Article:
Our current problem with heroin is part of a larger problem Americans have with pain. We are awash in prescription pain pills like OxyContin, Percocet and Vicodin. Health care providers wrote 259 million prescriptions for painkillers in 2012, enough for every American adult to have a bottle of pills, according to the U.S. Centers of Disease Control and Prevention.
Prescription pain pill addiction has been the bridge for many to heroin. Among new heroin users, approximately three out of four report having abused prescription opioids prior to using dope, according to the CDC.
Reggie Gant and Michael Evans weren’t into drugs when they were younger. They got hooked on heroin by first getting addicted to prescription pain pills, pills that were prescribed for pain.
Gant, 47, was married, a father of three, and a supervisor at a paint company in Columbus when he tore a rotator cuff and pectoral muscle while lifting weights in 2005.
“I couldn’t move my arm. The pain was so intense, I’d go away from my wife and kids and cry,” he recalled.
Worried that he’d lose his job if he was away for an extended time, he tried to rehab his shoulder himself. His family doctor prescribed Percoset to help manage the pain.
This went on for three years, until his doctor refused to write a refill.
“I really didn’t see that I had a problem because I was taking a prescription medication,” Gant said.
Evans, 37, married and a father of four, also started taking doctor-prescribed pain medication to deal with chronic pain from back injuries sustained during years working in construction in and around Columbus.
“I blew out a disk in 2002,” he said. “I had a titanium disk replacement in 2005. I was taking four Oxys a day with two Percosets for breakthrough pain. I was fine. I acted like I didn’t even have surgery. No pain, no nothing.”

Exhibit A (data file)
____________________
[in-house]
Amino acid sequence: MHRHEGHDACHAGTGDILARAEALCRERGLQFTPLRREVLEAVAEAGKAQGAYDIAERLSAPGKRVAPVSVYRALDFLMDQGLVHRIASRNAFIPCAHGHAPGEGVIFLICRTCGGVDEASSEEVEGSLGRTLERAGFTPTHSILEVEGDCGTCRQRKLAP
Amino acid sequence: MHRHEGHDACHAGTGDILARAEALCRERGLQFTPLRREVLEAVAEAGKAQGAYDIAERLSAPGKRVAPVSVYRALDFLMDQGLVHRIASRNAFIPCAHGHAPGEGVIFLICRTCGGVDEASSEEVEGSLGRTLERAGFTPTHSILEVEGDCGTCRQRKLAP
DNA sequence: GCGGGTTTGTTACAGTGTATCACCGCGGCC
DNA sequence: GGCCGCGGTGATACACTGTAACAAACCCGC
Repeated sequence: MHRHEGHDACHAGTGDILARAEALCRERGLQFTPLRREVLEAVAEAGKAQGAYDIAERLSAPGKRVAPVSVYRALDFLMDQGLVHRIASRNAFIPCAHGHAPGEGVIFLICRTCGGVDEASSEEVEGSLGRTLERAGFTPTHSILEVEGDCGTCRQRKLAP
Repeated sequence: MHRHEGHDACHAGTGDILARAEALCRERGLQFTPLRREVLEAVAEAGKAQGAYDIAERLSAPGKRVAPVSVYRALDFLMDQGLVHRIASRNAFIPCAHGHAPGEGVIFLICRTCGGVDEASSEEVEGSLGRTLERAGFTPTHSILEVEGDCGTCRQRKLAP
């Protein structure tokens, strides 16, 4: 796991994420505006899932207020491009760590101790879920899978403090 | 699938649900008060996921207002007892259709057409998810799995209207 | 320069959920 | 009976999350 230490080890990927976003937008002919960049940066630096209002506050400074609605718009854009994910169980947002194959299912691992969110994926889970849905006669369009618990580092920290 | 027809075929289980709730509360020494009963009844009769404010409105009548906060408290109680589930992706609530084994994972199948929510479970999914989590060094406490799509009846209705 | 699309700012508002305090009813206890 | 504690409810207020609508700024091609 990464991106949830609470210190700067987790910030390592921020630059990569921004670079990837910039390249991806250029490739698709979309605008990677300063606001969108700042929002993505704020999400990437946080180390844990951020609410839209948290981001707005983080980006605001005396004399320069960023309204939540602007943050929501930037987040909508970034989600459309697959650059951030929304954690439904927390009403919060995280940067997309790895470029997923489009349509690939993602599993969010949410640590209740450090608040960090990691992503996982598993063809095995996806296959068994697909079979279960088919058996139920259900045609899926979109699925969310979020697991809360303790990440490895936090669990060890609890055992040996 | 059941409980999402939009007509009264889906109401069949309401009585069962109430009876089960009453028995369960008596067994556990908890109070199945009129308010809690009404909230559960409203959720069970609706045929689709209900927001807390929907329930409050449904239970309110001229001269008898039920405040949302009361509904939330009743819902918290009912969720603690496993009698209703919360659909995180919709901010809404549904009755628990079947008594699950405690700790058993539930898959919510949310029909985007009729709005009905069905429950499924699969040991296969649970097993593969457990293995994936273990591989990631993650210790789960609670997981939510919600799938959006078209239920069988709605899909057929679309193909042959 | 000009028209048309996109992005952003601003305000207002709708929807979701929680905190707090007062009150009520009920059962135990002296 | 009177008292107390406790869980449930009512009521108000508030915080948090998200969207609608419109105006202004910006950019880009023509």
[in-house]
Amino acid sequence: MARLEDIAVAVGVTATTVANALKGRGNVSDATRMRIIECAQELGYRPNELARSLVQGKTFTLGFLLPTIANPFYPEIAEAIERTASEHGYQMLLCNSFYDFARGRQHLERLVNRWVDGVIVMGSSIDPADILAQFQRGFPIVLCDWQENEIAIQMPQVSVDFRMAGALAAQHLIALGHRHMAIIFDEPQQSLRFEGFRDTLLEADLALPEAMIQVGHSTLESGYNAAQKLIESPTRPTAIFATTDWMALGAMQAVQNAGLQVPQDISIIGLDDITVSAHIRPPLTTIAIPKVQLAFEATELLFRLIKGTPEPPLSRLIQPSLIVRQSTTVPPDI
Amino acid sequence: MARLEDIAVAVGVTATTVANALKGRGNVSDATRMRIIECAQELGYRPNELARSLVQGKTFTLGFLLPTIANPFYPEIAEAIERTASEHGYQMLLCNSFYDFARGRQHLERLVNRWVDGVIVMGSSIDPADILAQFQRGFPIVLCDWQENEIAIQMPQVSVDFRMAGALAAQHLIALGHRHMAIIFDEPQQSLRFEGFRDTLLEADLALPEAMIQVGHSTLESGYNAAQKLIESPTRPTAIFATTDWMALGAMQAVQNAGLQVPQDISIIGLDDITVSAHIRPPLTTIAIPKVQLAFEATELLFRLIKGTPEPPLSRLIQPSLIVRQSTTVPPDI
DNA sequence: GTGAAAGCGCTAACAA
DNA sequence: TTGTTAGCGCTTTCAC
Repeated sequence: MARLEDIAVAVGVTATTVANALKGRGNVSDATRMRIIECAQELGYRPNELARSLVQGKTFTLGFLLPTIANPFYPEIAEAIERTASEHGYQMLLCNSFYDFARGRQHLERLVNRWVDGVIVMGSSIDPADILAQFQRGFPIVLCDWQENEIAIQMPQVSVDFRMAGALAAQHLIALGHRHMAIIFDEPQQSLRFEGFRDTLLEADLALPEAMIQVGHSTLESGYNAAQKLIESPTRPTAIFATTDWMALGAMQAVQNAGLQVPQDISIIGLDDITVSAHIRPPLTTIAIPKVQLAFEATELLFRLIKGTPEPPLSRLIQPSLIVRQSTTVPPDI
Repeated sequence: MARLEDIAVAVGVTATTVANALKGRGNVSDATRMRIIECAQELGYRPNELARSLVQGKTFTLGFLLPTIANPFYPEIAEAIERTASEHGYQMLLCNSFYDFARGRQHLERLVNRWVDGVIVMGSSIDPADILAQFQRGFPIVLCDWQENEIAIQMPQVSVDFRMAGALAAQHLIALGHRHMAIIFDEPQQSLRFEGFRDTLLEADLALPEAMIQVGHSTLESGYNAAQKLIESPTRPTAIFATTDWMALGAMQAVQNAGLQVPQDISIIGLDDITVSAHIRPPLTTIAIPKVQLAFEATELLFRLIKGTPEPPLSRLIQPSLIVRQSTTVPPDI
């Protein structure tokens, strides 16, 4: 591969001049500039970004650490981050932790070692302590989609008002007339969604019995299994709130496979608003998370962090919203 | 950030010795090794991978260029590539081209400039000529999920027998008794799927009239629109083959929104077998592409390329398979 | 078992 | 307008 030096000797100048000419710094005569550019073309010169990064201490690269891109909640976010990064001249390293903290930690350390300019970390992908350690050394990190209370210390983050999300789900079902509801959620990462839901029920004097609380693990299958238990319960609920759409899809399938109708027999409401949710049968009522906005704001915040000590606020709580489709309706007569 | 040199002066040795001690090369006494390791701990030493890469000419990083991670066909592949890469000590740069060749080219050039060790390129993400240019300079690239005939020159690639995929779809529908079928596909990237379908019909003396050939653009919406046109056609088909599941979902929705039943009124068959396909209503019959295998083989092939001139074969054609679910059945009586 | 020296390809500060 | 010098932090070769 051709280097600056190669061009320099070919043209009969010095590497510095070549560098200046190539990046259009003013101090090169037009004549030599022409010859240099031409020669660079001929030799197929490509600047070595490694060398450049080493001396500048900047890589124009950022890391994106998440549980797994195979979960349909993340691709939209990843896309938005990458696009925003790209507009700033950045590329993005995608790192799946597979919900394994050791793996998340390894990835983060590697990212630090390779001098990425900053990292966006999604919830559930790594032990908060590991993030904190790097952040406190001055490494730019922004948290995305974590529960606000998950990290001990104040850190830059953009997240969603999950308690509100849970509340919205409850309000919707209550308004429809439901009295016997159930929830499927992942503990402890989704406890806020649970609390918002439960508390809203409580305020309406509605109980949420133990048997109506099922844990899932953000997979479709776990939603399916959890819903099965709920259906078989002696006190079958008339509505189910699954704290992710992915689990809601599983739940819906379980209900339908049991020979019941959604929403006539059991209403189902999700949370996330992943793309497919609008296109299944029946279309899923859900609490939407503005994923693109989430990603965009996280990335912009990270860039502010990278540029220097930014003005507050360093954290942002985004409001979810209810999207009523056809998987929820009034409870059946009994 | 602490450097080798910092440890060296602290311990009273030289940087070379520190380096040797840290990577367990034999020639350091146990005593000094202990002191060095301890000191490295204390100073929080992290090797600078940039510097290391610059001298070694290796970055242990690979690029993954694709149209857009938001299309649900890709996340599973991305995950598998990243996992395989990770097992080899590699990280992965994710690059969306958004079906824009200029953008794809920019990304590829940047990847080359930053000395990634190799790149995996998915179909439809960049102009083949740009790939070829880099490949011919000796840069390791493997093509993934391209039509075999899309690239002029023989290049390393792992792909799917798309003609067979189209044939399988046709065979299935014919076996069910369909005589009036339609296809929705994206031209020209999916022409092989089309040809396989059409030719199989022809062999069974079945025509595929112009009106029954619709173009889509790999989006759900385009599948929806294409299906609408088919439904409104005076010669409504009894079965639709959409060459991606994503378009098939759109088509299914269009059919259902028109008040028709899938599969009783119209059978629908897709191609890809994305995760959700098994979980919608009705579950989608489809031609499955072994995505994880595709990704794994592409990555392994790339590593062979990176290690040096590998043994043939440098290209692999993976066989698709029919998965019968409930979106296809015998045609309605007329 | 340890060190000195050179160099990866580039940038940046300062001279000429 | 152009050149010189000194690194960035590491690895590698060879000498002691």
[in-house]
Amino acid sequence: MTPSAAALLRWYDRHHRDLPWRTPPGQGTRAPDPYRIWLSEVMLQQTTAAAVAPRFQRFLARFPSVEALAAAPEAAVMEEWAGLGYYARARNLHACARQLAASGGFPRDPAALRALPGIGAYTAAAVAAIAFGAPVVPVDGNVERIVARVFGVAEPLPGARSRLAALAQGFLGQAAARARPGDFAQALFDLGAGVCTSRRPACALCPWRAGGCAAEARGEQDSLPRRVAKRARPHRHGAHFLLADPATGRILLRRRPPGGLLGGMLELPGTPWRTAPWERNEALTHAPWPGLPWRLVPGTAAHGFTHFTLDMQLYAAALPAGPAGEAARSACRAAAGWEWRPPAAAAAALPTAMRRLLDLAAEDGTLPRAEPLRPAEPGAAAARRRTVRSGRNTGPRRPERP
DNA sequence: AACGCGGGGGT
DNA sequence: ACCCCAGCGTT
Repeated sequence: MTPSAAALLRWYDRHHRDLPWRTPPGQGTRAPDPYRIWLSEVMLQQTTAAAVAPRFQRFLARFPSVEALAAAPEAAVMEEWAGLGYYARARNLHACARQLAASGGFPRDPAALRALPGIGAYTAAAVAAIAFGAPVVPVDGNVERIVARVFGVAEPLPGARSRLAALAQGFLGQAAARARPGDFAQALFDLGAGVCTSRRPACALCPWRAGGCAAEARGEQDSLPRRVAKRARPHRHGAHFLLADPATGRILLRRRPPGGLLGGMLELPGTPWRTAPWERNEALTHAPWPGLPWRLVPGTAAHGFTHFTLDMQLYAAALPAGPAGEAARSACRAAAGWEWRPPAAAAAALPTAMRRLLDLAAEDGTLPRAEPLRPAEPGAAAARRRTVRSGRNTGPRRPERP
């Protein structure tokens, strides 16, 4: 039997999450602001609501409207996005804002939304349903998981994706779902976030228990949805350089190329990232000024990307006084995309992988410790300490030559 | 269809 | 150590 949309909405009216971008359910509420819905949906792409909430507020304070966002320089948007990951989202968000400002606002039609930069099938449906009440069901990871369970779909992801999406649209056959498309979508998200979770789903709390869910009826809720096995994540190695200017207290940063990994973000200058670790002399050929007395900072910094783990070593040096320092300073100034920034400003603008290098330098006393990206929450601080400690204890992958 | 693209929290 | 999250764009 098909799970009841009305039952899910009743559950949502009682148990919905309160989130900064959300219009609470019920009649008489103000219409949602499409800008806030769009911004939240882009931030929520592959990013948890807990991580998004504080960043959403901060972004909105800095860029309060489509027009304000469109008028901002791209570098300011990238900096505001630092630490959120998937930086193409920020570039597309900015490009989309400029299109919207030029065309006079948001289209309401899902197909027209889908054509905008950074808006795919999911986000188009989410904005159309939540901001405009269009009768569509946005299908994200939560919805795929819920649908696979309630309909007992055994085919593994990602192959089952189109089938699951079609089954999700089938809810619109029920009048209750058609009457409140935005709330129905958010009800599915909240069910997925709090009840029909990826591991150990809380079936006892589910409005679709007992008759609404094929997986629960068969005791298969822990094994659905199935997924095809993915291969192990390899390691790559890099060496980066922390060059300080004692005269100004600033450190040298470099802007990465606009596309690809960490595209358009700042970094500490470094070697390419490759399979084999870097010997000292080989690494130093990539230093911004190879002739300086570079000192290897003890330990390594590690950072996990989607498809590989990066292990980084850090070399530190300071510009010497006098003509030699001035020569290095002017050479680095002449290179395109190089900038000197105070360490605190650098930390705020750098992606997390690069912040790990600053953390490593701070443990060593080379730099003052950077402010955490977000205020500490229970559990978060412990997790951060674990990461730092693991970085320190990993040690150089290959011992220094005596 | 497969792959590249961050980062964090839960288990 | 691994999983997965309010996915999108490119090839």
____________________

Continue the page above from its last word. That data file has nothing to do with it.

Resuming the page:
Problem with pain
Gant and others like him believed they needed prescription opioids to deal with pain, but Dr. Brad Lander, an addiction specialist at The Ohio State University Wexner Medical Center, said their problem with pain came from their minds, rather than their injured bodies.
“Pain pathways run through our emotional centers (of the brain) before they’re perceived,” he explained. “Most of the problems with (prescription pill addicts’) pain is their beliefs about the pain. ‘I can’t stand being in pain, I shouldn’t be in pain, I need to have these drugs to feel better.’”
He said people addicted to prescription pills can learn how to manage pain using alternative therapies, such as heat, accupuncture and massage, and “get to the point where acetaminophen does a fine job.”
From pills to heroin
Evans’ and Gant’s doctors never urged them to try that route, they said.
“I started doctor shopping,” Evans said. “I probably lost every pain care specialist in Columbus. I’d go through a 30-day supply in three days. I was eating them and snorting them.”
He started buying them from others who had access to pain medication.
Gant bought pills from people he had met in his doctor’s waiting room.
He switched to heroin because it was easier to get and cheaper, too: $5 for a “cap,” or capsule, of heroin compared to $30 for one 30-milligram Percocet pill.
“I always snorted it,” Gant said of heroin. “I’d do it in the bathroom, first thing in the morning, hit the line with a little straw.”
Evans used heroin intraveneously. “I wasn’t afraid of needles, being in hospitals so many times for three spinal surgeries,” he said.
Either jail or rehab
Gant said he lost his wife and kids due to his addiction, but the end came when he realized he was going to lose his freedom if he didn’t quit.
“I was taking things from work and selling them,” he said. “I was like, man, if I get caught I’m gonna catch a case.”
Evans did catch a case. He was caught filing a false police report, claiming someone had broken into his car and had stolen his prescription medication.
“The sergeant said to me, ‘Don’t you think you need help?’” It was either jail or rehab,” he said.
He chose rehab. That was in 2015. He’s been clean and sober for 13 months.
Gant entered a detox facility and spent 40 days in an inpatient treatment program. He’s been clean for six months. He moved to Lima because he was unable to get into long-term medication-assisted treatment programs in Columbus. He enrolled in the Suboxone intensive outpatient treatment program at Lima Urban Minority Alcohol Drug Abuse Outreach Program.
“There’s help out there to get clean,” Evans said. “It starts with you.”
“Tell people to remember what it was like when they were afraid of things, and to maintain that healthy fear,” Gant said. “I did things that I never thought I would ever do in a million years. I remember being a kid, and being afraid of stuff like that. I miss that.”
Reach Amy Eddings at 567-242-0379 or Twitter, @lima_eddings.
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